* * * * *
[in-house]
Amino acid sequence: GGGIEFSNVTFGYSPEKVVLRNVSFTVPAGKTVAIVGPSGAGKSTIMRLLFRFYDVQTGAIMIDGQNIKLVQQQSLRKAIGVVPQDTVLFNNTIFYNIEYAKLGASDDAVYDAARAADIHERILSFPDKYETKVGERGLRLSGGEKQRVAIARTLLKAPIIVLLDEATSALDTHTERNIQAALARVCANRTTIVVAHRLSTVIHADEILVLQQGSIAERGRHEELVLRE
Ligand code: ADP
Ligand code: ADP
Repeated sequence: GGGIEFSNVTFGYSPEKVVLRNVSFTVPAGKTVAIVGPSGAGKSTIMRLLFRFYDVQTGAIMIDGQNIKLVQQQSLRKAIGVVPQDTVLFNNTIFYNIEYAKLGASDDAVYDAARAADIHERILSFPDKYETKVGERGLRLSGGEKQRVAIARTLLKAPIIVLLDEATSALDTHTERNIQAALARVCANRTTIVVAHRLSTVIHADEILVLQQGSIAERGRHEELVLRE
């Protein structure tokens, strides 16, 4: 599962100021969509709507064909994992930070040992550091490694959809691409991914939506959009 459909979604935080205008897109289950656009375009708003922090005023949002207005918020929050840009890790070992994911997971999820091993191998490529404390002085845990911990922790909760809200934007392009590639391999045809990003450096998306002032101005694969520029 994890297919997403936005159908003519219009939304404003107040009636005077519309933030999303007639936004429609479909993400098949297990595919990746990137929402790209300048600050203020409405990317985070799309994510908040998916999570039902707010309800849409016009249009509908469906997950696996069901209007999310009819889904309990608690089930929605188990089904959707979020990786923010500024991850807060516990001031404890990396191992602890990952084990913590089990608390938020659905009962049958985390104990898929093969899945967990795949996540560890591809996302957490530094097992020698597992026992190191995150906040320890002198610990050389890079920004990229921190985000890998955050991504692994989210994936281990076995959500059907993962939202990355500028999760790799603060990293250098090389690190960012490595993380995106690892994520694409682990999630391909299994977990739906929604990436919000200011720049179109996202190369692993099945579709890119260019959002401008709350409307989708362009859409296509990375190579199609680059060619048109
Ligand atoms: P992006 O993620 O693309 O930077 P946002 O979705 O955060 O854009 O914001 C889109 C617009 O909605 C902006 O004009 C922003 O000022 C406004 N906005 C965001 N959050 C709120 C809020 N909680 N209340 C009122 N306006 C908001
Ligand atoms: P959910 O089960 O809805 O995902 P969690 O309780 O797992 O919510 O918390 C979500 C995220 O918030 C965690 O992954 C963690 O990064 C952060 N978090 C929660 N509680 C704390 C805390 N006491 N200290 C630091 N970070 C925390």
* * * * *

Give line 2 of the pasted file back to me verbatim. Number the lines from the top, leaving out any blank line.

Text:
Amino acid sequence: GGGIEFSNVTFGYSPEKVVLRNVSFTVPAGKTVAIVGPSGAGKSTIMRLLFRFYDVQTGAIMIDGQNIKLVQQQSLRKAIGVVPQDTVLFNNTIFYNIEYAKLGASDDAVYDAARAADIHERILSFPDKYETKVGERGLRLSGGEKQRVAIARTLLKAPIIVLLDEATSALDTHTERNIQAALARVCANRTTIVVAHRLSTVIHADEILVLQQGSIAERGRHEELVLRE